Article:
“I’m not sure what more they want to us to do” – Eustice says Government has done all it can to help pig sector

The Government has done everything it can to help the pig industry, according Defra Secretary George Eustice, who has placed responsibility for getting out of the current firmly at the feed of the industry. 

“I’m not sure what more they want us to do,” he told the BBC Farming Today programme, when questioned on how effective the Government support package had been.

Since it was announced in October, the support package has so far failed to make any real difference, with very few butchers having arrived and little interest in the private storage aid or slaughter incentive schemes. The backlog is not coming down and the situation on farm is deteriorating – the NPA has heard of 16,000 pigs being culled on various farms, but this is likely to be gross under-estimate.

But Mr Eustice told Farming Today: “We have done everything the NPA said would solve the problem. What we now need is for them to implement what we’ve offered, which is to get those 800 butchers.

“We’ve already put in place the private storage aid scheme. We need them to access that and we need them start running additional days of slaughter, particularly on Saturdays.”

Asked by presenter Charlotte Smith, if he was effectively saying ‘it’s up to them now’, he added: “Well, I’m not sure what more they want to us to do. We have done everything they asked us, and they can’t really now come back and say it’s not working.

“We need them to bring the butchers over and get the job done. We’re still confident that those butchers will come in early January and then we will get this situation back into balance by early next summer, which was always the plan.”

You can listen to the feature HERE (7 mins).

‘Something has to happen’

The NPA has called on Mr Eustice to ensure proper oversight of the package, so it delivers on its aim of reducing the backlog, rather than benefiting processors. Chairman Rob Mutimer has also asked the Defra Secretary to convene a roundtable bringing together all parts of the supply chain to discuss the worsening crisis.

NPA chief executive Zoe Davies hit back at Mr Eustice’s comments. “We are hugely grateful to the government for wanting to help, but this package, unfortunately, is not helping,” she told the programme.

“We can see already private storage isn’t being used; the slaughter incentive payment scheme isn’t being used; butchers aren’t coming in. Now, something has to happen.”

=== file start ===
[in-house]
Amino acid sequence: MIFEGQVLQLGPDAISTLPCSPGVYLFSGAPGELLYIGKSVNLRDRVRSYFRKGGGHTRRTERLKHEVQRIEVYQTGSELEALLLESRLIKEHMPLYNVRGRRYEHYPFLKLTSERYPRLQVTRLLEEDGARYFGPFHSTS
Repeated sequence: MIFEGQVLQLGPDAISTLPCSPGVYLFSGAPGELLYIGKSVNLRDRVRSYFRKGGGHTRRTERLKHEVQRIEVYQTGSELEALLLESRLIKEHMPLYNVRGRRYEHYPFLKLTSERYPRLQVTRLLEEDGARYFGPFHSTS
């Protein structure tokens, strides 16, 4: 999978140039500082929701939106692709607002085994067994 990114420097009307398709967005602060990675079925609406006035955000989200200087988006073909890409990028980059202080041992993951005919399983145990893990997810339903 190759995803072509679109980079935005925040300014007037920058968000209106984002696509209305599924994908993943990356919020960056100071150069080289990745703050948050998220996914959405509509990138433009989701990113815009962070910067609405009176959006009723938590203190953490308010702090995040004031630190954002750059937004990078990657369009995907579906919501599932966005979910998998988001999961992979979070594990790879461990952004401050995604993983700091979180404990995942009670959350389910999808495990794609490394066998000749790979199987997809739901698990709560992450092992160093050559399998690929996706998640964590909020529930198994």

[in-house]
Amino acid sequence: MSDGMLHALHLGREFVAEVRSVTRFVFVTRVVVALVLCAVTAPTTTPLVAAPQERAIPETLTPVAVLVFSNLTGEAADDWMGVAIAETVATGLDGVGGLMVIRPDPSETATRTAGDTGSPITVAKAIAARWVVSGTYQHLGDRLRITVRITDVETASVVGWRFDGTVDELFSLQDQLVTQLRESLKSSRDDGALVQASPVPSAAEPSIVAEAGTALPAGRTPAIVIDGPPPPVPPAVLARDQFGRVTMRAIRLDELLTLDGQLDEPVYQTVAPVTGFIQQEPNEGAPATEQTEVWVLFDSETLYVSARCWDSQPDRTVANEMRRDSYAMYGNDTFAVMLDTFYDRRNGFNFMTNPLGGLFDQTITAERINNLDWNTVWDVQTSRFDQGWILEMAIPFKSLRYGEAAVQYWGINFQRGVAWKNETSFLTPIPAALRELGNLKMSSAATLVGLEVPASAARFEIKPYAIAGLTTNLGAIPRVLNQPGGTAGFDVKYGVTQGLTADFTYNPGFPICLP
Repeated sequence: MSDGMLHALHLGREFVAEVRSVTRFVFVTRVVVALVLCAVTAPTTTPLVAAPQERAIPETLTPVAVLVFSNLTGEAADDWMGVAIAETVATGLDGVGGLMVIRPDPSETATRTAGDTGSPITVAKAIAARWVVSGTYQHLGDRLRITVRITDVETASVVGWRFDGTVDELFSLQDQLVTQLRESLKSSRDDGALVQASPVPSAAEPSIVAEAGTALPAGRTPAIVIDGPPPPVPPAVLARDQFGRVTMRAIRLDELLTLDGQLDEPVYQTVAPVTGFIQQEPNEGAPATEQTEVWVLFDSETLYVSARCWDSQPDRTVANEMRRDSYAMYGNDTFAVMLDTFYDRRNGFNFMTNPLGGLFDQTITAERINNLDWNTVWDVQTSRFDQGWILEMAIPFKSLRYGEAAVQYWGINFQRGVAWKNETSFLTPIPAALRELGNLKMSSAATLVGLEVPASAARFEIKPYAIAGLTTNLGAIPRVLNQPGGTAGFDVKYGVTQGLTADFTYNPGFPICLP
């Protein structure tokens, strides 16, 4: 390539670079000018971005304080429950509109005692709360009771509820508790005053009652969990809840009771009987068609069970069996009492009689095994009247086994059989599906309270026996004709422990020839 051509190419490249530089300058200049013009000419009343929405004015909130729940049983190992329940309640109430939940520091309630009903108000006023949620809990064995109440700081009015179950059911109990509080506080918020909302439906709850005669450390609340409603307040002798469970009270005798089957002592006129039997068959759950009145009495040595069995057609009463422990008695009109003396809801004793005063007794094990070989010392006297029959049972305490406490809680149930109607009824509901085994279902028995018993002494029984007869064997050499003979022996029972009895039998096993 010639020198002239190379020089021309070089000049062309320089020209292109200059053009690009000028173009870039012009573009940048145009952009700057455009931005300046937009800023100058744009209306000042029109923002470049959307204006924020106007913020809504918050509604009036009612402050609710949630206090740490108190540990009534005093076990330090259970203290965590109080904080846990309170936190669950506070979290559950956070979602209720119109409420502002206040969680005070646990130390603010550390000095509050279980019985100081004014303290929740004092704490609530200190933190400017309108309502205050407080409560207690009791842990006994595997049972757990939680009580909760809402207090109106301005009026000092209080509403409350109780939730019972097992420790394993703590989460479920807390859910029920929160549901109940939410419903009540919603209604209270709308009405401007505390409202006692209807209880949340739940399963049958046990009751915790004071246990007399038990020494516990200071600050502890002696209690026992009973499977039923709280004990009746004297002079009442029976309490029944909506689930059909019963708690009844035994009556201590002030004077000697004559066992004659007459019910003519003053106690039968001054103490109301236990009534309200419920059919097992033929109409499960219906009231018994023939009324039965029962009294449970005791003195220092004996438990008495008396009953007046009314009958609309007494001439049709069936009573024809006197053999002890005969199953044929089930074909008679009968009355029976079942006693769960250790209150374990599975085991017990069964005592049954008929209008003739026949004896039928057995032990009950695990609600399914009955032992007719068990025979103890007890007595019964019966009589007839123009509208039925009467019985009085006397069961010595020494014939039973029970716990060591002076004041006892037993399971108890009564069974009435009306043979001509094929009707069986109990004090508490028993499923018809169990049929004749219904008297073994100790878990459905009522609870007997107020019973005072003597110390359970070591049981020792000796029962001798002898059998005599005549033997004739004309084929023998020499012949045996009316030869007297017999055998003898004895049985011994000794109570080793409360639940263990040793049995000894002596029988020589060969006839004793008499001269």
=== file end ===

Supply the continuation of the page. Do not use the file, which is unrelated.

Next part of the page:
She added that if Mr Eustice is content to leave this entirely to the industry to sort out, there simply ‘won’t be a British pig industry’.

“If that’s the way they want it, then that’s the way it will go. We will just see droves of people going out business, there won’t be a British pig sector going forward, or it will be massively reduced, and we will just end up importing all the product from European Union,” she said.

Dr Davies stressed that the support package was meant to be about using taxpayers’ money to help out primary producers, but instead it was helping out processors.

“The primary producer, who is in this situation through no fault of their own, is the one that is suffering the most, so we need something to help that. He did say in the recent EFRA hearing, that there were powers within the Agriculture Act they could look at for alternative options as to what else they could do, so I think that’s what they should be looking at.”

Responding to Mr Eustice’s prediction that things would be back in balance by early next summer, Zoe added: “We won’t have a pig industry by early next summer. I’m sorry, people cannot wait that long.

“They are absolutely haemorrhaging cash – feed prices are increasing by the day and these pigs are still being heavily penalised when they do get to slaughter, which is something that we really need to sort out, as well as the fact that pigs are being stuck on farms for longer still, they (processor allocations) are being cut by 25% a week still and they are having to pay extra to feed these pigs.

“The upshot is, unfortunately, we are seeing more and more pigs being killed on farms. Now, I’m sorry, that is not success.”

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About The Author

Editor of LBM titles Pig World and Farm Business and group editor of Agronomist and Arable Farmer. National Pig Association's webmaster. Previously political editor at Farmers Guardian for many years and also worked Farmers Weekly. Occasional farming media pundit. Brought up on a Leicestershire farm, now work from a shed in the garden in Oxfordshire. Big fan of Leicester City and Leicester Tigers. Occasional cricketer.